03 April 2018

Mark Tushnet Hops in the Hot Tub Time Machine

I can assure folks that I have never seen the 2010 comedy "Hot Tub Time Machine" where three middle-age buddies get into a hot tub and come out in their youthful heydays in 1986.  I am reasonably confident Harvard law prof Mark Tushnet hasn't seen it either. Yet Tushnet's essay, Critical Legal Studies and the Rule of Law (download here) brought the movie to mind.

Critical Legal Studies (CLS) were, so I thought, a relatively short-lived phenomenon in the legal academy that began in the late 60's and had pretty much petered out by the mid-80's. CLS purported to be a radical critique of law in America. Subjecting all modes of then-contemporary schools of legal thought, dominated by various strands of liberalism, to criticism in terms of vaguely defined "ideology" permitted the Crits to assume to successively more radical postures of "no one before me knew what was really going on" in America. Their discovery? Law had been merely a means of oppression by Those With Power.

While notoriously short on actually prescriptions of what the law should be (or at least cogent arguments for their preferred solutions), CLS enabled a generation of graduates from some of America's elite law schools to disregard notions of fidelity to texts or history or even (dismissively termed Western, imperialist) notions of logic in argumentation or honesty in legal discourse. Taking some forms of Legal Realism to their logical end, manipulation of the law in the service of the powerless was not a problem because Those With Power had been doing it since time immemorial. Tu quoque writ large.

CLS fell from its perch of prominence for several reasons. First, it had little on-the-ground utility when compared to the more fine-grained tools of analysis provided by law and economics. Second, CLS could be understood as an elite form of virtue-signalling designed to let folks who actually suffered from deep-rooted oppression know that the Crits were on their side--and permitting CLS-influenced graduates to gain and hold the levers of power with a clean conscience. Third, many of the Crits seemed not to have spent time coming to grips with the European philosophers of the Frankfurt School whose names they would cite in support of their program of radical skepticism about the law. And finally, CLS didn't interact meaningfully with the resurgence in Conservative (virtue-centered) legal criticism. In other words, addressing oppression and victimization is all well and good but what about doing so in terms of capital-J Justice?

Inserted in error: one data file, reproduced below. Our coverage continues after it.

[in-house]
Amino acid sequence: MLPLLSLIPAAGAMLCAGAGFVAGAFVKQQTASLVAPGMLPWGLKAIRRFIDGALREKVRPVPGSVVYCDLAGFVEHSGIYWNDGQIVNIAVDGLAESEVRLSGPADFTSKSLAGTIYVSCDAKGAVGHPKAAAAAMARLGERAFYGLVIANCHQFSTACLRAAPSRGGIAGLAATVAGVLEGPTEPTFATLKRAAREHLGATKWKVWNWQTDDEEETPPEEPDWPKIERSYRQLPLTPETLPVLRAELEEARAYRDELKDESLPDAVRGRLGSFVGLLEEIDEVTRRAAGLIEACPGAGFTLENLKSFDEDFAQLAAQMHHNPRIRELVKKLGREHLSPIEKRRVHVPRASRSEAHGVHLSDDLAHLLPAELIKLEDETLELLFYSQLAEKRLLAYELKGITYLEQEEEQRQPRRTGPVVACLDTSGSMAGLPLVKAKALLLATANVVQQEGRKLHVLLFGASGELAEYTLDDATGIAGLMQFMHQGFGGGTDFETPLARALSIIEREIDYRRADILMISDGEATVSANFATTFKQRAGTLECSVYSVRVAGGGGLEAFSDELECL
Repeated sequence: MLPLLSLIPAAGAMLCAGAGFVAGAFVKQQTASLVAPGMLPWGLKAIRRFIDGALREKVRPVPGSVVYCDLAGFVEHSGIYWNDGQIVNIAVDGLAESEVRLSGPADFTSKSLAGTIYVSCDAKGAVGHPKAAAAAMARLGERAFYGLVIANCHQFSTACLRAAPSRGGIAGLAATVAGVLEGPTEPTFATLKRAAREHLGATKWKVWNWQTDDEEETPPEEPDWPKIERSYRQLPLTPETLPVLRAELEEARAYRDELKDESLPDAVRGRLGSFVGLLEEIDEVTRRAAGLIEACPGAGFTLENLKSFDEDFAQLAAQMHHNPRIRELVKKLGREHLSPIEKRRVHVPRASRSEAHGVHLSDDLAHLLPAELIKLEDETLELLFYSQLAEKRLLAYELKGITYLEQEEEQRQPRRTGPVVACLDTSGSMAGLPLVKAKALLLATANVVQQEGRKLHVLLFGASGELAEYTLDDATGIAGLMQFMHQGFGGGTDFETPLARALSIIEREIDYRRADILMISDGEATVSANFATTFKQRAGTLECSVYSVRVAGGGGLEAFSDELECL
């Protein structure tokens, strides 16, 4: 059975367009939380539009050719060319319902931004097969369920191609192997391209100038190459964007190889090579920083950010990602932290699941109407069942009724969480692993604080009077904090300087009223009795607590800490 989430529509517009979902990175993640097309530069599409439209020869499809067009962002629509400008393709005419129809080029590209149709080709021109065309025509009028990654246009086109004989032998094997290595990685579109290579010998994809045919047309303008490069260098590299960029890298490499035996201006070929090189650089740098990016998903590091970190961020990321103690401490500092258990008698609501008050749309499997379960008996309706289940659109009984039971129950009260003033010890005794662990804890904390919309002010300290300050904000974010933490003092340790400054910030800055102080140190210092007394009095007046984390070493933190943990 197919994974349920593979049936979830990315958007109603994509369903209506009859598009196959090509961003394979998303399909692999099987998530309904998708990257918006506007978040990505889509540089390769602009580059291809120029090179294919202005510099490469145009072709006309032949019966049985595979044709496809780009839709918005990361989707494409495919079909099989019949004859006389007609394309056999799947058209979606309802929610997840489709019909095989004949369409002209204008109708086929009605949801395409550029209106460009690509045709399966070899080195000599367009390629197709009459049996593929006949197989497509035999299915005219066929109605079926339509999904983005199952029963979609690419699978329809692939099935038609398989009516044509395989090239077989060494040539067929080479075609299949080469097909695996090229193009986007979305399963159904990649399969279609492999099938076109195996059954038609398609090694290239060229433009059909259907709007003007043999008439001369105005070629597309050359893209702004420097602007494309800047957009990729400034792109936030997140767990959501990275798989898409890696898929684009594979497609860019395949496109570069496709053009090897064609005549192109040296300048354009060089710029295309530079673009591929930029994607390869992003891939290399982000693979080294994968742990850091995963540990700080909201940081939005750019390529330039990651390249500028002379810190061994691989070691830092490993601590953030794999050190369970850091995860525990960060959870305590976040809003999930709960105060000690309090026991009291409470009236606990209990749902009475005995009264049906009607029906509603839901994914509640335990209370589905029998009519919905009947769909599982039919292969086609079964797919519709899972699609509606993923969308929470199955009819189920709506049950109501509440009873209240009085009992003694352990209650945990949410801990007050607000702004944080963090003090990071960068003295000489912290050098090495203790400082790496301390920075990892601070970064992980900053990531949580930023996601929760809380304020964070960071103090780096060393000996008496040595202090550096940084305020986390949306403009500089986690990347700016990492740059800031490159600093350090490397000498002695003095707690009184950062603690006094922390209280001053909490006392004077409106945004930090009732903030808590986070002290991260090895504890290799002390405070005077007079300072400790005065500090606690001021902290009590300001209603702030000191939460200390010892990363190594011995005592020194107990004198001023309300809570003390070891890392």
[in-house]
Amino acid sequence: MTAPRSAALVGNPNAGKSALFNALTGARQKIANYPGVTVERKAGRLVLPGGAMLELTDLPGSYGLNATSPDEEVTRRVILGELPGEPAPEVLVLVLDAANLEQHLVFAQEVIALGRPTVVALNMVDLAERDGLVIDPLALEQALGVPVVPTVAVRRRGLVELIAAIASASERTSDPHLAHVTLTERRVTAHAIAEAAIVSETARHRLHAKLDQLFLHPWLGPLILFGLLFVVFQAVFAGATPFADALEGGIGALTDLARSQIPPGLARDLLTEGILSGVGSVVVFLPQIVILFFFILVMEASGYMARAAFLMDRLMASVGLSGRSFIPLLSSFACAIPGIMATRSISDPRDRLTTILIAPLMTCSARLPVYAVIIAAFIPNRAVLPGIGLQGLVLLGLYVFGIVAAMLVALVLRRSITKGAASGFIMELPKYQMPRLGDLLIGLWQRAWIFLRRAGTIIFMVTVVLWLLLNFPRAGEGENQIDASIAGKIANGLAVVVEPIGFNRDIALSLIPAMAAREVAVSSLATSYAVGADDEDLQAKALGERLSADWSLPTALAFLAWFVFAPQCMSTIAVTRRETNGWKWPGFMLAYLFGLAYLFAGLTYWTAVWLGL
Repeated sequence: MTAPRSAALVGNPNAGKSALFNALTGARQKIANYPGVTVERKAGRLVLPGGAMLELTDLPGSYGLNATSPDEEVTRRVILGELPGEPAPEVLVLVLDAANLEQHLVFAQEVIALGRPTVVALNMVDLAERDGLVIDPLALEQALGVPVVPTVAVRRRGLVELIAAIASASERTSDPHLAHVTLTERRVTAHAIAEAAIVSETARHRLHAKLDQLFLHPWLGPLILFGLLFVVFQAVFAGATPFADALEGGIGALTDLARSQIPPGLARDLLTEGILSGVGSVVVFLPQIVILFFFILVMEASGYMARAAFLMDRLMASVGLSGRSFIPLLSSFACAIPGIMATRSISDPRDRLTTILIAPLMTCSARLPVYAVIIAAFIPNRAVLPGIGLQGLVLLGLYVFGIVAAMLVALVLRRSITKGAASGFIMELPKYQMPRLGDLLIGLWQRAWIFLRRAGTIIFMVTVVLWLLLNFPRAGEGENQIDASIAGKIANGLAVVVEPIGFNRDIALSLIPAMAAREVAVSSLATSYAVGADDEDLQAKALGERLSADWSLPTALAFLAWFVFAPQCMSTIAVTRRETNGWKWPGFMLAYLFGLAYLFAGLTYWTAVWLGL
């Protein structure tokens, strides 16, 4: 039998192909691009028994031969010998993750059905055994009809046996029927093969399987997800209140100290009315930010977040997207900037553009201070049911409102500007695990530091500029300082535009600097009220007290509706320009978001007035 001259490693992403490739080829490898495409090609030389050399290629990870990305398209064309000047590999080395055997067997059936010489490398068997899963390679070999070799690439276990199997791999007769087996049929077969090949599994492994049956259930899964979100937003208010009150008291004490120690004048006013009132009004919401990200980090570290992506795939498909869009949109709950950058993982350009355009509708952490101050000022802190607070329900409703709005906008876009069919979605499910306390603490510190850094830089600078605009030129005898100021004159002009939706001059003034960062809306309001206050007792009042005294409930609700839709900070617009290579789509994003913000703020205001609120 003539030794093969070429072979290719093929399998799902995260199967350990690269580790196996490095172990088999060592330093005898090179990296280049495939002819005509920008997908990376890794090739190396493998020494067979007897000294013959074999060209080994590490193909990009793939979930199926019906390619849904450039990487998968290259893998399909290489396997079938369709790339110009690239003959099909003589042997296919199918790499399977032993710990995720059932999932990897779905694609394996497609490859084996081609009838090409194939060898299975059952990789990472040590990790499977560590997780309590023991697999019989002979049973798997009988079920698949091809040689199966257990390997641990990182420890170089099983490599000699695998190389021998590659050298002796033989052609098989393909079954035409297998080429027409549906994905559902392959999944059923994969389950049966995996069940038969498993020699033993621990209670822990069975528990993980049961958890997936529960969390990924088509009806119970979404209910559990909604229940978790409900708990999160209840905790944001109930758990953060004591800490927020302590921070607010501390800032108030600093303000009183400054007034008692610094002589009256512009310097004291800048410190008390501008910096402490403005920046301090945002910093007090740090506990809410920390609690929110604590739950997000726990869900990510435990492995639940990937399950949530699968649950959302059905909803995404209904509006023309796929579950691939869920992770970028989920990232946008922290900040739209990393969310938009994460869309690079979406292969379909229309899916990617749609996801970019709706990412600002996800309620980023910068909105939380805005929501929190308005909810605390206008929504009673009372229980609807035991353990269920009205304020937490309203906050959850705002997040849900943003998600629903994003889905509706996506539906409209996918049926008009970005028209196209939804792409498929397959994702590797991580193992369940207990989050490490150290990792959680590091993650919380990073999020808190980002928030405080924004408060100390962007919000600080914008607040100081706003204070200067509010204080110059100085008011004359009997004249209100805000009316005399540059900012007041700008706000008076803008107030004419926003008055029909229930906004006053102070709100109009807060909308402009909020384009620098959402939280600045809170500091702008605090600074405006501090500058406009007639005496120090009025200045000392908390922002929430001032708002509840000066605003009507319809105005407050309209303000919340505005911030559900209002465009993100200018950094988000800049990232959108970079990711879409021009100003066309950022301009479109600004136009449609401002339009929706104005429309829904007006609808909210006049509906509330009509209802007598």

Thus, Tushnet's piece provides a means to discover afresh what adjective I think best characterizes CLS thirty years on: banal. In his essay Tushnet takes issue with the valorization of the concept of the rule of law by organizations like the World Justice Project. Tushnet does a good job of explaining the historical origins of CLS and notes that its proponents never wrote much about the concept of the rule of law. Why? Because the rule of law was a plank in the platform of mid-20th century liberalism and mid-20th century liberals hadn't done enough to further the Civil Rights movement and--more importantly--had taken America into the war in Vietnam. "And, because they [the Crits] found that landscape unattractive, they were interested not in examining the rule of law on its own terms, but only in examining it as an ideological project." In my words: CLS represented the New Left movement described by Italian philosopher Carlo Lancellotti here.

Then, and now in Tushnet's piece, the bogeyman of CLS is "ideology." Rarely clearly defined, ideology functioned for Crits much like "worldview" does for conservative Evangelicals (here, here, and here): a simplified grid that works as a preemptive take-down of everyone else and frees its users from the need to consider deeply the arguments of those whose positions they reject on pre-theoretical grounds. In this respect CLS can be distinguished from the remnants of Old Left like Margaret Radin who still make principled arguments for her conclusions. (Go here, here, and here for my three-parter on Radin's work on "contract degradation.")

To be fair, Tushnet's essay is only thirteen pages and shouldn't be expected to do the work of a lengthy article. And within those pages Tushnet does a fine job of poking holes in the thin mid-20th century proceduralist arguments. The Crits were correct to observe that there's more to the rule of law than "generality, publicity, and prospectivity." Under such a standard one could plausibly argue that the Soviet Union and even Nazi Germany enjoyed something approaching the rule of law.

The added sauce is not, however, an undifferentiated ideology of redressing imbalances of power. The rule of law requires that the relevant law be measured against a standard of justice and without prolonging this post I submit that it was the failure of CLS to ground justice in more than hand-waving in the direction of New Left ideology that ultimately accounts for its banality.

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